Adults who start blood pressure- or lipid-lowering therapy may use these medications as substitutes for healthy lifestyle changes, according to a study in the Journal of the American Heart Association.
Researchers studied over 41,000 Finnish adults aged 40 and older (84% women) who were free of cardiovascular disease at baseline. Participants completed multiple lifestyle questionnaires from 2000 through 2013, and pharmacy records were examined to identify the start of antihypertensive or statin therapy.
After multivariable adjustment, participants who began either treatment during the study were significantly more likely than those who did not to become obese. They were also more likely to become inactive. One unhealthy behaviour did decline among those who started these medications — cigarette smoking.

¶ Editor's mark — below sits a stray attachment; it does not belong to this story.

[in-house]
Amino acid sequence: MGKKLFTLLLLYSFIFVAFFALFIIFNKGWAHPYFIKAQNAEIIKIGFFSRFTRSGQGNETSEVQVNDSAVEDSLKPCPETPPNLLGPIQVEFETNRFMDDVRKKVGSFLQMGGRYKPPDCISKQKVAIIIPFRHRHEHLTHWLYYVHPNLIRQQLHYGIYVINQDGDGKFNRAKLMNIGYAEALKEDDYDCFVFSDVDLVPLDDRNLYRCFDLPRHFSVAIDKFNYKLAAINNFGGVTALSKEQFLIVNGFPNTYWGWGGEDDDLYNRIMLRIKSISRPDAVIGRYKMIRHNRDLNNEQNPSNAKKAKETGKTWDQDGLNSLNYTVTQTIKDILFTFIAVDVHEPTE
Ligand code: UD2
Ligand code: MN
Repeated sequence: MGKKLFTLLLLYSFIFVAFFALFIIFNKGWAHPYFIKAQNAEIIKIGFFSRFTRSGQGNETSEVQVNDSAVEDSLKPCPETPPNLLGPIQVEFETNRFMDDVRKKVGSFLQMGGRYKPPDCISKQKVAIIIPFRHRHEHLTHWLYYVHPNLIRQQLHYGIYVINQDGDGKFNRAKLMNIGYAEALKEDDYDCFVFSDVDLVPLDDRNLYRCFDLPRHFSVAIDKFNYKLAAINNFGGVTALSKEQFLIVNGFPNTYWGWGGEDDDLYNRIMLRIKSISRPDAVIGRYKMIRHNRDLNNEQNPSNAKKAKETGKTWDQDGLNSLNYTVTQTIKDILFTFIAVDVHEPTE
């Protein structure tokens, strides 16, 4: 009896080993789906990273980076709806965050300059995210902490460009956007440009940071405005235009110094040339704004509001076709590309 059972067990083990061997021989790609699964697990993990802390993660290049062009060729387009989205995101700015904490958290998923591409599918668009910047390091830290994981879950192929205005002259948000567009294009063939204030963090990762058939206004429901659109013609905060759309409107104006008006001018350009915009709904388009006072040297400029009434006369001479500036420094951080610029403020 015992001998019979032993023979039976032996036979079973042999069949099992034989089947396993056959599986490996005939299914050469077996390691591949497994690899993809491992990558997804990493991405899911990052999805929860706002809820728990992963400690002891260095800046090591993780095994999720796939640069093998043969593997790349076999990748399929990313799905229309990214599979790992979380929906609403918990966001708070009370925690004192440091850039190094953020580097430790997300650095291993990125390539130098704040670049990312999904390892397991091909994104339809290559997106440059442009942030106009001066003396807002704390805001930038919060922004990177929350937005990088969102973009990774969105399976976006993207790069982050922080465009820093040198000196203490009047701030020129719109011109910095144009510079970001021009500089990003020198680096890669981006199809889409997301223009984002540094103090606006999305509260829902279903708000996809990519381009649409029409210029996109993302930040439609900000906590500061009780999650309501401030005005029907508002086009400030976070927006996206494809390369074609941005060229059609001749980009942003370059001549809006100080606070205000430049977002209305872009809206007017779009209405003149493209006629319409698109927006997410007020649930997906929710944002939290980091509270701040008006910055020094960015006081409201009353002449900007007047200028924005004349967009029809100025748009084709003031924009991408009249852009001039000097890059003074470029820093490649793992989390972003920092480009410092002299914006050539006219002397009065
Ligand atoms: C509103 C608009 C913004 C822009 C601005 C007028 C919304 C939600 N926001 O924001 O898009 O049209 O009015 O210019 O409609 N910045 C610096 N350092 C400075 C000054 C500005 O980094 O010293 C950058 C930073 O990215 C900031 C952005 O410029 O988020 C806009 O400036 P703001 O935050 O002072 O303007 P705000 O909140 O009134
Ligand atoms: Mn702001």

The researchers call for more effective strategies to encourage lifestyle changes in patients beginning preventive medications. They cite U.S. guidelines, which recommend cognitive-behavioural methods, multidisciplinary approaches, and consideration of the individual's social determinants of health.